Neiman Marcus says it’s moving its Dallas corporate headquarters from its downtown store to Cityplace Tower on North Central Expressway, where it will create a flexible, modern workplace.
The luxury retailer is using hubs in Dallas, New York and Bangalore to house its corporate staff of about 2,000 people.
A move to a more hybrid remote working environment was in the works before the pandemic sent workers home, said Eric Severson, Neiman Marcus Group’s chief people officer.
Early next year, Neiman Marcus will occupy 85,000 square feet on three floors of Cityplace immediately above the 42-story building’s InterContinental Hotel. The space is being gutted and totally remodeled. Architects Gensler and Palo Alto-based design firm Ideo are working on the space, Severson said.
“We’re building a new generation of office space with them. It’s no longer about one size fits all and one person in one seat all day,” Severson said.
Neiman Marcus has leased 7,500 square feet of space at 5 Bryant Park in Manhattan and 17,000 square feet in India.
Most of the corporate staff will be housed in Dallas, and the downtown store is remaining open as outlined in an agreement with the Dallas City Council, which approved a $5 million incentive package for the retailer in May.
Office space in the downtown Dallas store will continue to be used for some corporate functions such as accounting. The retailer is looking for new space in the Dallas area to house its corporate IT staff, which later this year will move out of a Las Colinas warehouse that the company sold.
Neiman Marcus previously had 400,000 square feet of office space, and it no longer needs that much space. It had offices in three buildings downtown and in Irving. The retailer’s May 2020 bankruptcy allowed it to vacate leases in Renaissance Tower and 1700 Pacific Avenue.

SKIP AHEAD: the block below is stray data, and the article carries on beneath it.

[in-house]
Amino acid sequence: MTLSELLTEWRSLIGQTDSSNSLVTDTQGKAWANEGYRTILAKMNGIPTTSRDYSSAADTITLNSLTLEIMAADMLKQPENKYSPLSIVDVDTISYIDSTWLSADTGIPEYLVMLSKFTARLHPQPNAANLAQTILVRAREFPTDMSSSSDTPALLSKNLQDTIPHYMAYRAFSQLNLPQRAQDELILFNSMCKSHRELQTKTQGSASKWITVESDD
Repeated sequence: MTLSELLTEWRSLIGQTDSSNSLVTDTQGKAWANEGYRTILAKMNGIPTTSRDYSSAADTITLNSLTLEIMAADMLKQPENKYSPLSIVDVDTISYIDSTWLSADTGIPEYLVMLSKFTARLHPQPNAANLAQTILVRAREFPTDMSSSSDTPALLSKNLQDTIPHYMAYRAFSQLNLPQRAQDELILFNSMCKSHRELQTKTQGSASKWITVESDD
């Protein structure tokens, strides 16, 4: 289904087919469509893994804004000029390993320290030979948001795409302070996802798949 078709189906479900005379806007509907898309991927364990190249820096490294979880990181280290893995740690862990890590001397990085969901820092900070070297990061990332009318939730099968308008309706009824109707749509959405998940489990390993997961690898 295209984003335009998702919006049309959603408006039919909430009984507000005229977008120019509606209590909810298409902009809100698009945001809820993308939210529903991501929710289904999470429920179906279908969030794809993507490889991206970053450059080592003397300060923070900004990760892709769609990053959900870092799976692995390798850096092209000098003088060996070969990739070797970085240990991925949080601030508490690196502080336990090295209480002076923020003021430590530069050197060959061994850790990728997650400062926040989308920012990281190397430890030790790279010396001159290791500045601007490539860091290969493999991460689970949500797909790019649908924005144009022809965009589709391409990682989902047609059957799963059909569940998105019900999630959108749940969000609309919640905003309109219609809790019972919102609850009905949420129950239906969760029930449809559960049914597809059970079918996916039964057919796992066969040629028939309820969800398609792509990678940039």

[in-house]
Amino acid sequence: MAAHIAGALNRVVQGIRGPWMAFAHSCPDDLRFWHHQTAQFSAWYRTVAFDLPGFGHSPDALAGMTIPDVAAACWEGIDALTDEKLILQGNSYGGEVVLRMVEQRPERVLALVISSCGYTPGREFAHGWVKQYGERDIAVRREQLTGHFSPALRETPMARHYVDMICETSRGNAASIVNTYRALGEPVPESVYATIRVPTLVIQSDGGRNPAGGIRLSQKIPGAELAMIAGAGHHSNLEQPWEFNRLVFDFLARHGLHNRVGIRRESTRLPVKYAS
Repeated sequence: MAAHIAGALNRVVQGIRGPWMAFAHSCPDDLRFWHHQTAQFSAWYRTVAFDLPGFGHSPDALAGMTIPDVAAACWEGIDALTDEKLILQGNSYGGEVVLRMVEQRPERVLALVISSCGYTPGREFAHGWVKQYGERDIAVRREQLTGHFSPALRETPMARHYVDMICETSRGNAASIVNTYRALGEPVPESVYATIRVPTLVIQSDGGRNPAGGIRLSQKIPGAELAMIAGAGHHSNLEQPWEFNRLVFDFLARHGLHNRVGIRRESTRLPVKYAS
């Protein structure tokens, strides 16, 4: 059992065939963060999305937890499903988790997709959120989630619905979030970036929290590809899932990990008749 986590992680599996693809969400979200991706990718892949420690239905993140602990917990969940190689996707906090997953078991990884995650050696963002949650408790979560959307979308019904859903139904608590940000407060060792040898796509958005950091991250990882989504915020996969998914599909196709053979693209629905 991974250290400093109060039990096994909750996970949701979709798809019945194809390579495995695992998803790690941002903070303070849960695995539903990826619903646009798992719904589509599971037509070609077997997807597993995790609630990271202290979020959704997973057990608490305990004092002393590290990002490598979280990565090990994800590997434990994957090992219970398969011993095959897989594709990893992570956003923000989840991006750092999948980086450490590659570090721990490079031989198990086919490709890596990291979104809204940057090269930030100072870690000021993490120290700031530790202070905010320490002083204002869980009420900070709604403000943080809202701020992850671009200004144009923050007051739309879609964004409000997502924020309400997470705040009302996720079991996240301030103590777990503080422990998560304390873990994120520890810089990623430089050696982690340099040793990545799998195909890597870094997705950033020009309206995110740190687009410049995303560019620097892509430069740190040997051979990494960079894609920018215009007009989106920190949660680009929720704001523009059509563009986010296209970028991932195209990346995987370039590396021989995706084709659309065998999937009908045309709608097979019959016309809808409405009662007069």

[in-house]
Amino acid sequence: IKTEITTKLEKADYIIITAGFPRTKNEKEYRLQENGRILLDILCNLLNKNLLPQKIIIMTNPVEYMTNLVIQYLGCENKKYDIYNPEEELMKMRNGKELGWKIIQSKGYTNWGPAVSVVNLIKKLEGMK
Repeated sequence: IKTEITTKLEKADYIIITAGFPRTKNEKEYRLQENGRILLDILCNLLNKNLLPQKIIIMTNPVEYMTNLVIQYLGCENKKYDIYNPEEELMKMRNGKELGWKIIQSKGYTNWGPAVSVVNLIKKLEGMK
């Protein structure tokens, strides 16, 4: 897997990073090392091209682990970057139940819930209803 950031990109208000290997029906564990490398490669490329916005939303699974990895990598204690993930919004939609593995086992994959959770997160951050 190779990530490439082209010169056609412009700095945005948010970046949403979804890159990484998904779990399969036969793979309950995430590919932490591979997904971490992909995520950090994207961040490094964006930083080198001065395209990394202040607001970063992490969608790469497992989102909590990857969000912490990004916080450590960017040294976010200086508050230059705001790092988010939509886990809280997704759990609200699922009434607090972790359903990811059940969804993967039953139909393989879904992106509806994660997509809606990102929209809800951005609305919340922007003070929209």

In recent years, it has also cut its workforce after it closed stores during its bankruptcy and shut down its Last Call chain. The company has a total of more than 10,000 employees operating 36 Neiman Marcus stores, two Bergdorf Goodman stores and five clearance centers.
A flexible working environment has improved employee retention and the time it takes to hire new people, Severson said.
The workspace will be the same for top executives and other corporate staff, he added. “Management is going to use the same space as everyone else,” Severson said. “We’re breaking from the old school thinking.”
The changes are also a recognition that “people who have been home for two years don’t want to return to be forced back into a cubicle.”
The goal is to combine the functionality of an office with the community of being at work, he said.